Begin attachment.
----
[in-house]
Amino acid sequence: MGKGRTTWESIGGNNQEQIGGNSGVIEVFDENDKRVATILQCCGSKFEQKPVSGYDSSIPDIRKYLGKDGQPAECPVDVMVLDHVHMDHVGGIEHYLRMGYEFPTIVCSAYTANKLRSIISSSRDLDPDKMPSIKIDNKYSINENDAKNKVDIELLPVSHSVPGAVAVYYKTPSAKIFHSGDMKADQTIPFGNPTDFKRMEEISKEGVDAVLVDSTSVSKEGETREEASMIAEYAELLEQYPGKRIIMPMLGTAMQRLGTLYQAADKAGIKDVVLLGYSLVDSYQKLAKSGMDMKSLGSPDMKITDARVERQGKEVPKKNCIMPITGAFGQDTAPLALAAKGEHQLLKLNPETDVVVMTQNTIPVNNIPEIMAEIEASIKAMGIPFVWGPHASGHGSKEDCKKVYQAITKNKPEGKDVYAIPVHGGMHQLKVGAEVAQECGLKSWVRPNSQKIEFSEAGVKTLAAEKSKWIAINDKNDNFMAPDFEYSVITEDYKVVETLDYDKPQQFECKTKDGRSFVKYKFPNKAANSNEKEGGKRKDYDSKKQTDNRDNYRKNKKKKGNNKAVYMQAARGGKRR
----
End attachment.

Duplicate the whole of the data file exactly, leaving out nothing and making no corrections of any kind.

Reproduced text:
[in-house]
Amino acid sequence: MGKGRTTWESIGGNNQEQIGGNSGVIEVFDENDKRVATILQCCGSKFEQKPVSGYDSSIPDIRKYLGKDGQPAECPVDVMVLDHVHMDHVGGIEHYLRMGYEFPTIVCSAYTANKLRSIISSSRDLDPDKMPSIKIDNKYSINENDAKNKVDIELLPVSHSVPGAVAVYYKTPSAKIFHSGDMKADQTIPFGNPTDFKRMEEISKEGVDAVLVDSTSVSKEGETREEASMIAEYAELLEQYPGKRIIMPMLGTAMQRLGTLYQAADKAGIKDVVLLGYSLVDSYQKLAKSGMDMKSLGSPDMKITDARVERQGKEVPKKNCIMPITGAFGQDTAPLALAAKGEHQLLKLNPETDVVVMTQNTIPVNNIPEIMAEIEASIKAMGIPFVWGPHASGHGSKEDCKKVYQAITKNKPEGKDVYAIPVHGGMHQLKVGAEVAQECGLKSWVRPNSQKIEFSEAGVKTLAAEKSKWIAINDKNDNFMAPDFEYSVITEDYKVVETLDYDKPQQFECKTKDGRSFVKYKFPNKAANSNEKEGGKRKDYDSKKQTDNRDNYRKNKKKKGNNKAVYMQAARGGKRR